MH17 probe inches forward as experts reach Ukraine site

An international probe into the downing of flight MH17 in eastern Ukraine inched forward on Thursday as experts risked attack to reach the site for the first time in nearly a week after Kiev announced a halt to its military offensive.

A small team of Dutch and Australian experts accompanied by international monitors accessed the vast site of the doomed Malaysia Airlines jet after days of fierce fighting between government forces and rebels had stopped them reaching the area.

The Dutch justice ministry said the team was so far only a "reconnaissance" mission but would hopefully pave the way for more experts to visit soon.

In a sign of the continuing insecurity, an AFP team following some minutes behind the convoy heard loud blasts just a few kilometres away from the site and saw black smoke rising from a village close to where some of the plane wreckage is lying.

Ukraine's military had earlier announced a "day of quiet" across the entire east after a plea from UN chief Ban Ki-moon to halt fighting around the crash site, where the remains of some of the 298 victims lie festering in the sun two weeks after the jet was shot down over rebel territory.

Kiev has continually blamed pro-Russian rebels controlling the site for blocking the probe and warned that insurgents were still shelling its troop positions across the region. The rebels responded that Ukraine had not stuck to its truce.

- Daily work to start -

On a visit to the Netherlands, Malaysian Prime Minister Najib Razak appealed for an "immediate cessation in and around the crash site by both Ukraine and separatist forces."

Ukrainian President Petro Poroshenko said Thursday's site visit went well and gave a guarantee that experts would be able to work daily at the scene from Friday in a phone call with the Australian and Dutch prime ministers, calling on rebels to respect a 20-kilometre (12-mile) ceasefire zone around the debris.

The West says the insurgents likely shot down the plane with a missile on July 17, but Russia and the rebels said it could have been blown out of sky by a Ukrainian jet.

Russia's aviation authorities said a team of their own experts had arrived in Kiev and were hoping to reach the crash site.

Meanwhile, negotiators from Kiev and Moscow began talks in the Belarussian capital Minsk. Past talks have proved unproductive and there was little hope for a major breakthrough despite Russian media reports that the rebels were also attending.

That came as lawmakers in Kiev ratified agreements with The Hague and Canberra that could see the two nations send some 950 armed personnel to secure the location where many of their nationals died.

However, Australian Foreign Minister Julie Bishop told journalists in Kiev that the pact was only an "insurance policy" and insisted there were no plans for officials to take armed forces to the crash site, wary of becoming entangled in a murky conflict that has claimed over 1,100 lives in more than three months of bitter fighting.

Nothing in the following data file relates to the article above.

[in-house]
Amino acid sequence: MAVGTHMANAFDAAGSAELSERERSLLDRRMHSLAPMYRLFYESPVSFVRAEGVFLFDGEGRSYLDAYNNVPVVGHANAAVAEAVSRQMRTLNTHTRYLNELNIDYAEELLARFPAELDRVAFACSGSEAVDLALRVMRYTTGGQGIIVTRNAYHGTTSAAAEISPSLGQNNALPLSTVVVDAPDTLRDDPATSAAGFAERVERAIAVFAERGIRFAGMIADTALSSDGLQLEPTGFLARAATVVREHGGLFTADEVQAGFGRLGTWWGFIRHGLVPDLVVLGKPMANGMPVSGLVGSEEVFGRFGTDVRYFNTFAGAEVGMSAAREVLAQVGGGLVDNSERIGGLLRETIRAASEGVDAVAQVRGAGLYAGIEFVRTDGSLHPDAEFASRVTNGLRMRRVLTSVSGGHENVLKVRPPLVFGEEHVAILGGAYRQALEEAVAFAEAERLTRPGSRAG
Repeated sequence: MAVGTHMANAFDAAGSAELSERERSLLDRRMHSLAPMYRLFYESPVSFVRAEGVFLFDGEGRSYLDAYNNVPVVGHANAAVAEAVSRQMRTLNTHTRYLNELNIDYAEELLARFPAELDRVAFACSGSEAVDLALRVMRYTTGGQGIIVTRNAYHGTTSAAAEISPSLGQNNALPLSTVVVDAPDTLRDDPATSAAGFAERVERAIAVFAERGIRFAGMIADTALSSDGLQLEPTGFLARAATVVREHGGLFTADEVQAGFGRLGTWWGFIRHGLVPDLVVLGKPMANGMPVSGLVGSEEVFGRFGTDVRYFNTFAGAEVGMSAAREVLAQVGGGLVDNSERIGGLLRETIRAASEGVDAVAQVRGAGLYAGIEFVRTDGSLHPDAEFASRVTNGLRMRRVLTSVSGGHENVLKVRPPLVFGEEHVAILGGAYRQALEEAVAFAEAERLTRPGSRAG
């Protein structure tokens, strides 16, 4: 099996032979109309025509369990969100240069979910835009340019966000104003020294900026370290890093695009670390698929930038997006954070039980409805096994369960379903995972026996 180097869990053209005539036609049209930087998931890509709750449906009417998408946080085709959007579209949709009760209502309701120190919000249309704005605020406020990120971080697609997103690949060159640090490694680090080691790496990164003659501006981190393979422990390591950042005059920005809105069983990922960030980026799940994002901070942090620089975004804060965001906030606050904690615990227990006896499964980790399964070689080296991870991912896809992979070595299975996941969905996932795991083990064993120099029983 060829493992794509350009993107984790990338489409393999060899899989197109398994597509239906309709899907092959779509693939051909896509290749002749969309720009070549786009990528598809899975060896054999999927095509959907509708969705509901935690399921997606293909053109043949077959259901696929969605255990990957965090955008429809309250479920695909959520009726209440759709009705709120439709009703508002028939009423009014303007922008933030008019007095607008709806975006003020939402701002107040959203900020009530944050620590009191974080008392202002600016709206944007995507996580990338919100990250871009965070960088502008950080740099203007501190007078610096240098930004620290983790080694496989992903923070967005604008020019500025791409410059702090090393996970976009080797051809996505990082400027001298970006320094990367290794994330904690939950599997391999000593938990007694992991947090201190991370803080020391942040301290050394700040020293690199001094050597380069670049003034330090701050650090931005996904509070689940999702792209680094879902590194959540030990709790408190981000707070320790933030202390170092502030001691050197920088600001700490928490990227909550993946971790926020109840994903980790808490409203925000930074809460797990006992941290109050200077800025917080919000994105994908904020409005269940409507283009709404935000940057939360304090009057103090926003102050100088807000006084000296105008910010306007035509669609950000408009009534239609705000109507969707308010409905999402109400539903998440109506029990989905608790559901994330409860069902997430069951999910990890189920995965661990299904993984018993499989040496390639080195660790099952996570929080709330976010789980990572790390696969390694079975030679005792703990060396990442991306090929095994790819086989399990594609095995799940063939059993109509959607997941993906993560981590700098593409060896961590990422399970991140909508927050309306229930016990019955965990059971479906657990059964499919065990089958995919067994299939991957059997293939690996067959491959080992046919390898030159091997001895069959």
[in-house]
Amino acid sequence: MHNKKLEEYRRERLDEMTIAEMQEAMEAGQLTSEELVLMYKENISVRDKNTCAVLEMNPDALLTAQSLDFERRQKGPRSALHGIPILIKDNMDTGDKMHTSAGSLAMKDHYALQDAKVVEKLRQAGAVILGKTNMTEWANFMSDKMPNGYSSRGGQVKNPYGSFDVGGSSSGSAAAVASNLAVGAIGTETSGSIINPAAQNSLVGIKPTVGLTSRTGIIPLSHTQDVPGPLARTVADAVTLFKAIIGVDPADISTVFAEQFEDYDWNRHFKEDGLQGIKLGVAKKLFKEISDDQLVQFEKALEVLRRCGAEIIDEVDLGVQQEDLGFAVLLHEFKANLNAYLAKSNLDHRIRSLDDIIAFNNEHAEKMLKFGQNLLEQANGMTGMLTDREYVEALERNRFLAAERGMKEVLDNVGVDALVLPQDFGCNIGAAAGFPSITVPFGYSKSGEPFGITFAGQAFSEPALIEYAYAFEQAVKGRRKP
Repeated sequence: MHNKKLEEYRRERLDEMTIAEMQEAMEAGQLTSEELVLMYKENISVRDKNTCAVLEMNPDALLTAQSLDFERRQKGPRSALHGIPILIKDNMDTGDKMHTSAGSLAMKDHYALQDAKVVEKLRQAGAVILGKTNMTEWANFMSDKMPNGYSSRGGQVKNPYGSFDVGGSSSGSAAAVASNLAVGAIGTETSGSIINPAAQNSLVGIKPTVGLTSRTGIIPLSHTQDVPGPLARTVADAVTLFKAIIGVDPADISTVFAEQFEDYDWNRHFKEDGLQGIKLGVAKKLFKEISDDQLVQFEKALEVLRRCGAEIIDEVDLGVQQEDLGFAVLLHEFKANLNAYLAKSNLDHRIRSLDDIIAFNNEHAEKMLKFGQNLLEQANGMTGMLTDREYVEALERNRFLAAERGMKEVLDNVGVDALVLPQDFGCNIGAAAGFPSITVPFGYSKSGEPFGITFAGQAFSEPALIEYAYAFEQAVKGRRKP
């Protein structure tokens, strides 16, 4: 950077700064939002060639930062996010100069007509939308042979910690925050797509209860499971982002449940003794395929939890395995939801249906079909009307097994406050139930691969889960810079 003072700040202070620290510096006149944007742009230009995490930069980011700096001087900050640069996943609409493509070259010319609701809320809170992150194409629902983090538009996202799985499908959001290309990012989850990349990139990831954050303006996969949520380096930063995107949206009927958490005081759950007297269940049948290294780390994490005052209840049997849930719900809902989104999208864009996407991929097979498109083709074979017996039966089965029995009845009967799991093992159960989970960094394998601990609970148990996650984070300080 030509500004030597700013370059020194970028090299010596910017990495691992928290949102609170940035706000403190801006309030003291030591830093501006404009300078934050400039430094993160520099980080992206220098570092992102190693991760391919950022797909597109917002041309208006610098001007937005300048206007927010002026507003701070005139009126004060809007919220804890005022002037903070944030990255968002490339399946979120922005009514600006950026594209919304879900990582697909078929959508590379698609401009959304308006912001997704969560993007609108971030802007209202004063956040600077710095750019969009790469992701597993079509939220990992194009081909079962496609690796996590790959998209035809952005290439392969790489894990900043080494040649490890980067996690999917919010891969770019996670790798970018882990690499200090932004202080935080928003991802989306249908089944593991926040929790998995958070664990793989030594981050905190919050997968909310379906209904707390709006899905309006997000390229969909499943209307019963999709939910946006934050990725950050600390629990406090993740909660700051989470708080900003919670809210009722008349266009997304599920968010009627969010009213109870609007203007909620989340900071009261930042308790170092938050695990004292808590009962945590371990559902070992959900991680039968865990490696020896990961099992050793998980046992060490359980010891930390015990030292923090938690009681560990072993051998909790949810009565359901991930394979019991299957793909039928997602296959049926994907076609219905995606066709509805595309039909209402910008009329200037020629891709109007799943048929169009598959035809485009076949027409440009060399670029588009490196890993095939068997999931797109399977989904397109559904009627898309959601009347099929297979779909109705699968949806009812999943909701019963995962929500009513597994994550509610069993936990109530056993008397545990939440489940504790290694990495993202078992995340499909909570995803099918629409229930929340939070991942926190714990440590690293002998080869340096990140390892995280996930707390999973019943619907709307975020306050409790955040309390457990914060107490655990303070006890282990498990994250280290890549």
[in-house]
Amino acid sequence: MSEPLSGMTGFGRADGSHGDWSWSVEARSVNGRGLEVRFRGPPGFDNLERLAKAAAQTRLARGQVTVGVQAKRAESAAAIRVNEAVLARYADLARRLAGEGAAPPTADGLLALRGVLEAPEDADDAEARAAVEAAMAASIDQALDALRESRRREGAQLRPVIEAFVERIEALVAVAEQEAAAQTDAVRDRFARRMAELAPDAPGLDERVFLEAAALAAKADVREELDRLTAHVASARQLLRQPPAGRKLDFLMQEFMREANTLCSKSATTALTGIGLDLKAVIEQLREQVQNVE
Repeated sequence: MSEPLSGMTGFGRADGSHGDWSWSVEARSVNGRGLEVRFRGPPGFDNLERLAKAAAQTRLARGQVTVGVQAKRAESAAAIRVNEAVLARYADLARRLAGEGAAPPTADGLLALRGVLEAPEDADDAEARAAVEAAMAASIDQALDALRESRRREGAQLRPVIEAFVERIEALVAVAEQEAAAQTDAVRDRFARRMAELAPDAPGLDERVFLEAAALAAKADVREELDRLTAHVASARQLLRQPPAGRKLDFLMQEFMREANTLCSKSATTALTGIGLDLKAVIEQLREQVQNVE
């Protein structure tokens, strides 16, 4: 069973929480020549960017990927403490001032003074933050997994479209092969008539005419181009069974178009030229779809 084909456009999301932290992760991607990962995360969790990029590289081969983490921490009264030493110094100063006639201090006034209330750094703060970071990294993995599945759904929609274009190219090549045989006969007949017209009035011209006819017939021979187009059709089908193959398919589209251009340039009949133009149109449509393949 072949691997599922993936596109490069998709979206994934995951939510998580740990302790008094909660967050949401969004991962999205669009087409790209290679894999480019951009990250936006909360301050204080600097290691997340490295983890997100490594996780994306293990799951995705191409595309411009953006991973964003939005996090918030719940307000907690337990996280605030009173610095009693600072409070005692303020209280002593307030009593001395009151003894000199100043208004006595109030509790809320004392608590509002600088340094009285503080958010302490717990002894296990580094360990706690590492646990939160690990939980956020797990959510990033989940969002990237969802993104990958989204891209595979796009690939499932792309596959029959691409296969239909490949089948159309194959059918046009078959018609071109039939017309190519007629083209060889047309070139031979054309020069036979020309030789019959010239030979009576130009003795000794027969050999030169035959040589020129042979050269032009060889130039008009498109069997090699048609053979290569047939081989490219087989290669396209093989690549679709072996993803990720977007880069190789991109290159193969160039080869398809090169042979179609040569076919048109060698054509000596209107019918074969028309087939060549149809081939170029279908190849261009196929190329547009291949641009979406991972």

Despite the brief lull, the death toll has continued to climb, with Ukraine's army saying that 11 soldiers had been killed over the past 24 hours while local authorities said clashes in the rebel stronghold of Lugansk had left three civilians dead, including a five-year-old child, in the same period.

- Tensions rising -

The rising toll comes against the background of fresh threats from the West that they could tighten the screws still further on Russia over its role in the Ukraine conflict.

A defiant Moscow has warned that fresh EU and US sanctions targeting its vital energy, arms and finance sector would backfire.

In Europe, concerns that tougher sanctions against Moscow could hurt the region's economy saw the continent's main stock markets fall on Thursday, with German sportswear giant Adidas warning its profits could be hit by worsening relations with key market Russia.

Some EU diplomats expressed concern that tighter sanctions may in fact embolden President Vladimir Putin, convincing him that he no longer has anything to lose by further escalating the Ukraine conflict.

NATO's top commander said on Wednesday that Russia had boosted the number of troops along the border with Ukraine to "well over 12,000" and that the figure was on the rise.

Russia also ratcheted up tensions by announcing fresh war games involving surface-to-air missiles along its southern flank.

Lawmakers in Britain -- where a fresh probe into the radioactive poisoning of Russian spy Alexander Litvinenko is set to stoke fresh tension with Moscow -- warned NATO is not ready to deal with a military attack by Russia on a member state.